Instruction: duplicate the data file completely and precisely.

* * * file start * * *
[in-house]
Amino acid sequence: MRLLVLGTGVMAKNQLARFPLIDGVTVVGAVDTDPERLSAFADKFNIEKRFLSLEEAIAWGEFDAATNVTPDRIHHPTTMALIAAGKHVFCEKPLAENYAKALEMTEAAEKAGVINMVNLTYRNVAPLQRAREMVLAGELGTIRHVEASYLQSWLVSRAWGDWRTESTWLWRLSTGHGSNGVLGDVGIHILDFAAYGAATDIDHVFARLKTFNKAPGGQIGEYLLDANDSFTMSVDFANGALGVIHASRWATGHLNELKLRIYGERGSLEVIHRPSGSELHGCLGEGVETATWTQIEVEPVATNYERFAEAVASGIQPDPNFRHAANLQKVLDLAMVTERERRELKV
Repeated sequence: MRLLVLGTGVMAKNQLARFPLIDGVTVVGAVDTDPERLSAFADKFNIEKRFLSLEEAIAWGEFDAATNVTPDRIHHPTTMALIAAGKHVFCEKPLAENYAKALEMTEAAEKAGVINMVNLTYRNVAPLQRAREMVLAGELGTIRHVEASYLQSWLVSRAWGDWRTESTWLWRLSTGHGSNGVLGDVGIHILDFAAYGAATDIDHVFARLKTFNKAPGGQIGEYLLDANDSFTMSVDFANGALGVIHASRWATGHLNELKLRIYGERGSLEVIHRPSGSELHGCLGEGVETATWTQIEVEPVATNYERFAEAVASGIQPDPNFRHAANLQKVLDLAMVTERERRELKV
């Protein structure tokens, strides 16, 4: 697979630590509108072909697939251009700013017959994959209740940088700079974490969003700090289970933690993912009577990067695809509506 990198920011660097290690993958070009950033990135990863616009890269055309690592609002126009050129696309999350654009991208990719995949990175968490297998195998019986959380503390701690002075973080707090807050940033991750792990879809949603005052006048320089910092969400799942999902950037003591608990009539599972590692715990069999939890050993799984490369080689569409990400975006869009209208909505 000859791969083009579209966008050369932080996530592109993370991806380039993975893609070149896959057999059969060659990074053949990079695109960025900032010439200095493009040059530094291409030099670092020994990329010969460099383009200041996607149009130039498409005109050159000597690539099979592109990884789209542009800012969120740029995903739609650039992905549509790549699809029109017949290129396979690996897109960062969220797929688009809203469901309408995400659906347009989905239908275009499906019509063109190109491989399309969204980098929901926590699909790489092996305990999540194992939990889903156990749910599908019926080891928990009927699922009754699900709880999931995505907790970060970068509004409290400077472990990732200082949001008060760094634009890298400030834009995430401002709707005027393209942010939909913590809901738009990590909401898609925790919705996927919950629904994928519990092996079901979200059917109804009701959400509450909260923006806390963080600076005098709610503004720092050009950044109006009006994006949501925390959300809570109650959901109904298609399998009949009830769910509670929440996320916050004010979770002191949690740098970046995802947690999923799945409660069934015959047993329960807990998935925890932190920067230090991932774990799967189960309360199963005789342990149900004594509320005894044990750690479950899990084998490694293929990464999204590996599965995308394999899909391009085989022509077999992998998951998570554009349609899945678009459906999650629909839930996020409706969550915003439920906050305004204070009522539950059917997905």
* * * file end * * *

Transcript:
[in-house]
Amino acid sequence: MRLLVLGTGVMAKNQLARFPLIDGVTVVGAVDTDPERLSAFADKFNIEKRFLSLEEAIAWGEFDAATNVTPDRIHHPTTMALIAAGKHVFCEKPLAENYAKALEMTEAAEKAGVINMVNLTYRNVAPLQRAREMVLAGELGTIRHVEASYLQSWLVSRAWGDWRTESTWLWRLSTGHGSNGVLGDVGIHILDFAAYGAATDIDHVFARLKTFNKAPGGQIGEYLLDANDSFTMSVDFANGALGVIHASRWATGHLNELKLRIYGERGSLEVIHRPSGSELHGCLGEGVETATWTQIEVEPVATNYERFAEAVASGIQPDPNFRHAANLQKVLDLAMVTERERRELKV
Repeated sequence: MRLLVLGTGVMAKNQLARFPLIDGVTVVGAVDTDPERLSAFADKFNIEKRFLSLEEAIAWGEFDAATNVTPDRIHHPTTMALIAAGKHVFCEKPLAENYAKALEMTEAAEKAGVINMVNLTYRNVAPLQRAREMVLAGELGTIRHVEASYLQSWLVSRAWGDWRTESTWLWRLSTGHGSNGVLGDVGIHILDFAAYGAATDIDHVFARLKTFNKAPGGQIGEYLLDANDSFTMSVDFANGALGVIHASRWATGHLNELKLRIYGERGSLEVIHRPSGSELHGCLGEGVETATWTQIEVEPVATNYERFAEAVASGIQPDPNFRHAANLQKVLDLAMVTERERRELKV
């Protein structure tokens, strides 16, 4: 697979630590509108072909697939251009700013017959994959209740940088700079974490969003700090289970933690993912009577990067695809509506 990198920011660097290690993958070009950033990135990863616009890269055309690592609002126009050129696309999350654009991208990719995949990175968490297998195998019986959380503390701690002075973080707090807050940033991750792990879809949603005052006048320089910092969400799942999902950037003591608990009539599972590692715990069999939890050993799984490369080689569409990400975006869009209208909505 000859791969083009579209966008050369932080996530592109993370991806380039993975893609070149896959057999059969060659990074053949990079695109960025900032010439200095493009040059530094291409030099670092020994990329010969460099383009200041996607149009130039498409005109050159000597690539099979592109990884789209542009800012969120740029995903739609650039992905549509790549699809029109017949290129396979690996897109960062969220797929688009809203469901309408995400659906347009989905239908275009499906019509063109190109491989399309969204980098929901926590699909790489092996305990999540194992939990889903156990749910599908019926080891928990009927699922009754699900709880999931995505907790970060970068509004409290400077472990990732200082949001008060760094634009890298400030834009995430401002709707005027393209942010939909913590809901738009990590909401898609925790919705996927919950629904994928519990092996079901979200059917109804009701959400509450909260923006806390963080600076005098709610503004720092050009950044109006009006994006949501925390959300809570109650959901109904298609399998009949009830769910509670929440996320916050004010979770002191949690740098970046995802947690999923799945409660069934015959047993329960807990998935925890932190920067230090991932774990799967189960309360199963005789342990149900004594509320005894044990750690479950899990084998490694293929990464999204590996599965995308394999899909391009085989022509077999992998998951998570554009349609899945678009459906999650629909839930996020409706969550915003439920906050305004204070009522539950059917997905």